More important, Cruz got about 7.8 million votes during the primaries, and not all of these conservatives are reconciled to the Donald.  Check out comments on anti-Trump sites like Redstate, Rightscoop, National Review, The Blaze, etc.  The population of Never-Neverland is larger and more intransigent than Trump fans want to believe, and a Cruz endorsement would have helped build a bridge for them to cross over.

One can speculate all one wants about the impact of Cruz’s non-endorsement, but the bottom line is it was unnecessary.  The guy who billed himself as the toughest negotiator in the universe, who will get great deals from Mexico, China, and Iran, struck out with someone -- call him pigheaded or principled -- who shares most of his convictions (at least those from the past year) and hates Hillary even more than he does.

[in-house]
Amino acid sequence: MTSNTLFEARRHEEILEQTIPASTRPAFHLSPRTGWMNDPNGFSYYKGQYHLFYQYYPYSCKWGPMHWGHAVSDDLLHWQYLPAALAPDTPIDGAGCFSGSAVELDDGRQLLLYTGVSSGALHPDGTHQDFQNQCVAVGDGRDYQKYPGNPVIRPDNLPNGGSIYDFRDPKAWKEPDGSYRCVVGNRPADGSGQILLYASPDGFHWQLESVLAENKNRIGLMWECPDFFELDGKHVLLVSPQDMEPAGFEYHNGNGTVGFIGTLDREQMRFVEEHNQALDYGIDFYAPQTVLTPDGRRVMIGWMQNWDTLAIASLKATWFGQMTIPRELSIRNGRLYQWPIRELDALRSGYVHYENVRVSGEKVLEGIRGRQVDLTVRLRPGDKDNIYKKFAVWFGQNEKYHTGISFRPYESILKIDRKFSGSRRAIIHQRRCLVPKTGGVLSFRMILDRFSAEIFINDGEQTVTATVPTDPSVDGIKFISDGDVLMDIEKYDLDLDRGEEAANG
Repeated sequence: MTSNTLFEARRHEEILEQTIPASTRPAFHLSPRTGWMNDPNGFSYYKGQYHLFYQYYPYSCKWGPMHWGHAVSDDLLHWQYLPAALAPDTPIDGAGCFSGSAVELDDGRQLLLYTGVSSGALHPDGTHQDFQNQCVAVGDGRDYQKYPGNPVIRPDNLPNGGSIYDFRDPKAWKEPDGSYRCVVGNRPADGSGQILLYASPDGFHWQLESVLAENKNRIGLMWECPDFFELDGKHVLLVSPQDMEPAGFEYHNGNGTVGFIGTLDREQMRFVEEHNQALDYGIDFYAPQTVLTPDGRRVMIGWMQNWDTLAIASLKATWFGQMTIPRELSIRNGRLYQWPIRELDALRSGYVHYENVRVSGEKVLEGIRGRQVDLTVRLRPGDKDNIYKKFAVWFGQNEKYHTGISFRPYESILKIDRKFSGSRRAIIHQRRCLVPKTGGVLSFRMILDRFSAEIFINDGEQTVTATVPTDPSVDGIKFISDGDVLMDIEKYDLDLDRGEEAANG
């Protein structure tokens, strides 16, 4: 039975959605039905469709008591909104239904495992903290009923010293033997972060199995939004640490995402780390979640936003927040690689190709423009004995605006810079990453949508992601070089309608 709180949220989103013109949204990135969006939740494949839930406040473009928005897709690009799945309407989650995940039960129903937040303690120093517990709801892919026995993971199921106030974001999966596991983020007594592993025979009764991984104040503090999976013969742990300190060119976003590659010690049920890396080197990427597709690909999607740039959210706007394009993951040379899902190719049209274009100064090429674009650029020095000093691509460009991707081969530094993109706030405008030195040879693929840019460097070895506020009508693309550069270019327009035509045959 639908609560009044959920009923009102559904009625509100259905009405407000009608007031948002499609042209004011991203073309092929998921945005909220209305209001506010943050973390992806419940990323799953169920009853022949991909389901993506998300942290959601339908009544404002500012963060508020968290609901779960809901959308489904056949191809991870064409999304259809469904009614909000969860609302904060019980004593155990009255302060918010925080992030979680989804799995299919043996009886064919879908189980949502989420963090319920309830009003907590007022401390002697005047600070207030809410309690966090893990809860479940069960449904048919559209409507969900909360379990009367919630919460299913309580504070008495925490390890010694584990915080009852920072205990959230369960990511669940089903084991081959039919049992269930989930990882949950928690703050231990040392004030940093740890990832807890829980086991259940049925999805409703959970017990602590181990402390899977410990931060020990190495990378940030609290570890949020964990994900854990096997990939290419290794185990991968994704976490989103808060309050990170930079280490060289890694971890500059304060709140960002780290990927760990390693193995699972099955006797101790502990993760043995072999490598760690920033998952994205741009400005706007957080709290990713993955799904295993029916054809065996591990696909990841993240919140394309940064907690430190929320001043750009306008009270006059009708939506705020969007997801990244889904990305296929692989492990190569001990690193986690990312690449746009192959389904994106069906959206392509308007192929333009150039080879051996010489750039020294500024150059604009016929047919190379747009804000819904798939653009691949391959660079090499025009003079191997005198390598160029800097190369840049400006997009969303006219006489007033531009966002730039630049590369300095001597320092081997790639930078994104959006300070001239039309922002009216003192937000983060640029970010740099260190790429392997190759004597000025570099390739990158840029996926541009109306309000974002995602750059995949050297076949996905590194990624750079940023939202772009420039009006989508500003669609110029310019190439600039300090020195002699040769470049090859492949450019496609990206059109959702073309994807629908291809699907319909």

Contra Clarice Feldman and the other Trump apologists, the Trump-Cruz contretemps at the convention last week says a lot more about Trump’s skills as a negotiator than it does about Cruz’s pride and pettiness. 

There are only two purposes to a national convention:  1) to unite the opposition within the party, particularly after an acrimonious primary campaign, and 2), on the final night, rouse the faithful, rally the former opposition, and simultaneously reach out to independents and undecideds in the TV audience.

Trump did a great job with number 2 on Thursday.  He blew number 1.

Trump and Cruz met on July 7.  There could only have been one subject, despite the claim of a spokeswoman for the Senator: Cruz’s endorsement. 

It’s now clear what Cruz would have asked in return:  apart from a promise about “future judicial appointments,” acknowledged by the spokeswoman, Ted would have asked for an apology for Trump’s remarks about his father and his wife.